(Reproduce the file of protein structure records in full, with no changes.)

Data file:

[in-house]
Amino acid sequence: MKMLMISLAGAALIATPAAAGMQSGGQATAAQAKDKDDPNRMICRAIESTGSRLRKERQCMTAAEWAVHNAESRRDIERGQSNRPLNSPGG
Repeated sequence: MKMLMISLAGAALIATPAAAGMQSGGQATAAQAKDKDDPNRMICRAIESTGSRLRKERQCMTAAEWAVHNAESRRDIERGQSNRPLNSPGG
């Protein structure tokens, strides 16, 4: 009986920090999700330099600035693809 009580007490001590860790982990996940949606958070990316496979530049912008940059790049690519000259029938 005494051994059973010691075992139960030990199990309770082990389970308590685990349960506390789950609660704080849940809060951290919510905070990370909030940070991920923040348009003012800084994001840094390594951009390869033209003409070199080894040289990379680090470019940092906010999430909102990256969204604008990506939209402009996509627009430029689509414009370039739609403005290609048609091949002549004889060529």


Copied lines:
[in-house]
Amino acid sequence: MKMLMISLAGAALIATPAAAGMQSGGQATAAQAKDKDDPNRMICRAIESTGSRLRKERQCMTAAEWAVHNAESRRDIERGQSNRPLNSPGG
Repeated sequence: MKMLMISLAGAALIATPAAAGMQSGGQATAAQAKDKDDPNRMICRAIESTGSRLRKERQCMTAAEWAVHNAESRRDIERGQSNRPLNSPGG
């Protein structure tokens, strides 16, 4: 009986920090999700330099600035693809 009580007490001590860790982990996940949606958070990316496979530049912008940059790049690519000259029938 005494051994059973010691075992139960030990199990309770082990389970308590685990349960506390789950609660704080849940809060951290919510905070990370909030940070991920923040348009003012800084994001840094390594951009390869033209003409070199080894040289990379680090470019940092906010999430909102990256969204604008990506939209402009996509627009430029689509414009370039739609403005290609048609091949002549004889060529």